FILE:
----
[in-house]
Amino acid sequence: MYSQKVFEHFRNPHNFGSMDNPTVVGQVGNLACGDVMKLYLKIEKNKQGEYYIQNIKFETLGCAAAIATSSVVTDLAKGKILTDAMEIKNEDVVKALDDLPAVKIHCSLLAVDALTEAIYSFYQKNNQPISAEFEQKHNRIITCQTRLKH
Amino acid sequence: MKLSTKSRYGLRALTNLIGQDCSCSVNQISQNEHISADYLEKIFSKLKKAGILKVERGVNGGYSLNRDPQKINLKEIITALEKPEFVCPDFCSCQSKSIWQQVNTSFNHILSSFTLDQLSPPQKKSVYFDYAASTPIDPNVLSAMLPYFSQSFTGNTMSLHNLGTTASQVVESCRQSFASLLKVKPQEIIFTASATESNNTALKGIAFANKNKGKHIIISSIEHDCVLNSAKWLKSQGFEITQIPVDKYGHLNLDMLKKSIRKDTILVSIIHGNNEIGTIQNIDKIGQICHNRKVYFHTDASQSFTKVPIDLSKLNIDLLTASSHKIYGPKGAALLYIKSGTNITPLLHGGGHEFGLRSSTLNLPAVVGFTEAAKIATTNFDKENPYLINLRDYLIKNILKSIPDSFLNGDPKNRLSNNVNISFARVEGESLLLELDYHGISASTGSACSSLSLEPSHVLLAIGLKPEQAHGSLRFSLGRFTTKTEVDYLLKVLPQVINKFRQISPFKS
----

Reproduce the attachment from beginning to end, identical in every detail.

[in-house]
Amino acid sequence: MYSQKVFEHFRNPHNFGSMDNPTVVGQVGNLACGDVMKLYLKIEKNKQGEYYIQNIKFETLGCAAAIATSSVVTDLAKGKILTDAMEIKNEDVVKALDDLPAVKIHCSLLAVDALTEAIYSFYQKNNQPISAEFEQKHNRIITCQTRLKH
Amino acid sequence: MKLSTKSRYGLRALTNLIGQDCSCSVNQISQNEHISADYLEKIFSKLKKAGILKVERGVNGGYSLNRDPQKINLKEIITALEKPEFVCPDFCSCQSKSIWQQVNTSFNHILSSFTLDQLSPPQKKSVYFDYAASTPIDPNVLSAMLPYFSQSFTGNTMSLHNLGTTASQVVESCRQSFASLLKVKPQEIIFTASATESNNTALKGIAFANKNKGKHIIISSIEHDCVLNSAKWLKSQGFEITQIPVDKYGHLNLDMLKKSIRKDTILVSIIHGNNEIGTIQNIDKIGQICHNRKVYFHTDASQSFTKVPIDLSKLNIDLLTASSHKIYGPKGAALLYIKSGTNITPLLHGGGHEFGLRSSTLNLPAVVGFTEAAKIATTNFDKENPYLINLRDYLIKNILKSIPDSFLNGDPKNRLSNNVNISFARVEGESLLLELDYHGISASTGSACSSLSLEPSHVLLAIGLKPEQAHGSLRFSLGRFTTKTEVDYLLKVLPQVINKFRQISPFKS